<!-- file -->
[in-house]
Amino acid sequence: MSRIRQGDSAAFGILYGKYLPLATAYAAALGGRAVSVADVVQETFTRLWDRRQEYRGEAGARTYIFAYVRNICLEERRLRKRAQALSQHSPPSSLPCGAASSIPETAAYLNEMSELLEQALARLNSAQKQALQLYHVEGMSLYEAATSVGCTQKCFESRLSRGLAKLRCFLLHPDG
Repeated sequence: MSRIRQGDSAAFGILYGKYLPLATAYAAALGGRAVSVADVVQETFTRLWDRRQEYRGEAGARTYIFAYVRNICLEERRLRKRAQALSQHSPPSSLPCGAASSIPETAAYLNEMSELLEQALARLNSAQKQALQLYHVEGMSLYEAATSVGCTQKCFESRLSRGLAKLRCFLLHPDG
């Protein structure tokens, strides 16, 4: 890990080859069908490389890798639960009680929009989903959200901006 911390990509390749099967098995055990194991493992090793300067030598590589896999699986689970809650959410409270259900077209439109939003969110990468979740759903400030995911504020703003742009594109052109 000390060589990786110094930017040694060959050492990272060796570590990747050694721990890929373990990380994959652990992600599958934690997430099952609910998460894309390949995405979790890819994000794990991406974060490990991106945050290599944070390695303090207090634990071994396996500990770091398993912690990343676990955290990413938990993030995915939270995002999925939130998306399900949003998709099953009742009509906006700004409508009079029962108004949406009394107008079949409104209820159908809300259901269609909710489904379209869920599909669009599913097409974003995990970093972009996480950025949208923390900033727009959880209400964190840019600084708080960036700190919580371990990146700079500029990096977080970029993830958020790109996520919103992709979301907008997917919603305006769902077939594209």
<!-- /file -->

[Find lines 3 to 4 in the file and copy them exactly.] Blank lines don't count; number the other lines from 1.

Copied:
Repeated sequence: MSRIRQGDSAAFGILYGKYLPLATAYAAALGGRAVSVADVVQETFTRLWDRRQEYRGEAGARTYIFAYVRNICLEERRLRKRAQALSQHSPPSSLPCGAASSIPETAAYLNEMSELLEQALARLNSAQKQALQLYHVEGMSLYEAATSVGCTQKCFESRLSRGLAKLRCFLLHPDG
């Protein structure tokens, strides 16, 4: 890990080859069908490389890798639960009680929009989903959200901006 911390990509390749099967098995055990194991493992090793300067030598590589896999699986689970809650959410409270259900077209439109939003969110990468979740759903400030995911504020703003742009594109052109 000390060589990786110094930017040694060959050492990272060796570590990747050694721990890929373990990380994959652990992600599958934690997430099952609910998460894309390949995405979790890819994000794990991406974060490990991106945050290599944070390695303090207090634990071994396996500990770091398993912690990343676990955290990413938990993030995915939270995002999925939130998306399900949003998709099953009742009509906006700004409508009079029962108004949406009394107008079949409104209820159908809300259901269609909710489904379209869920599909669009599913097409974003995990970093972009996480950025949208923390900033727009959880209400964190840019600084708080960036700190919580371990990146700079500029990096977080970029993830958020790109996520919103992709979301907008997917919603305006769902077939594209």